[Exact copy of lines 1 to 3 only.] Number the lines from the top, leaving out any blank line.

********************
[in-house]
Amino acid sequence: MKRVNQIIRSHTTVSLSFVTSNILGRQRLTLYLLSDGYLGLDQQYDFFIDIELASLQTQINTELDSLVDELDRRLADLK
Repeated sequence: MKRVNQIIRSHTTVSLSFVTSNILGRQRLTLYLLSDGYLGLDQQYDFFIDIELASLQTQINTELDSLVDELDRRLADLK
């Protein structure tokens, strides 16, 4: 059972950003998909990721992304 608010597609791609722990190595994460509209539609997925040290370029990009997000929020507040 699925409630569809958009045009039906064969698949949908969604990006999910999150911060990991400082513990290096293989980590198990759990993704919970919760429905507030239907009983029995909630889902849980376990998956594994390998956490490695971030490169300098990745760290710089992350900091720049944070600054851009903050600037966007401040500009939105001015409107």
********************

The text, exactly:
[in-house]
Amino acid sequence: MKRVNQIIRSHTTVSLSFVTSNILGRQRLTLYLLSDGYLGLDQQYDFFIDIELASLQTQINTELDSLVDELDRRLADLK
Repeated sequence: MKRVNQIIRSHTTVSLSFVTSNILGRQRLTLYLLSDGYLGLDQQYDFFIDIELASLQTQINTELDSLVDELDRRLADLK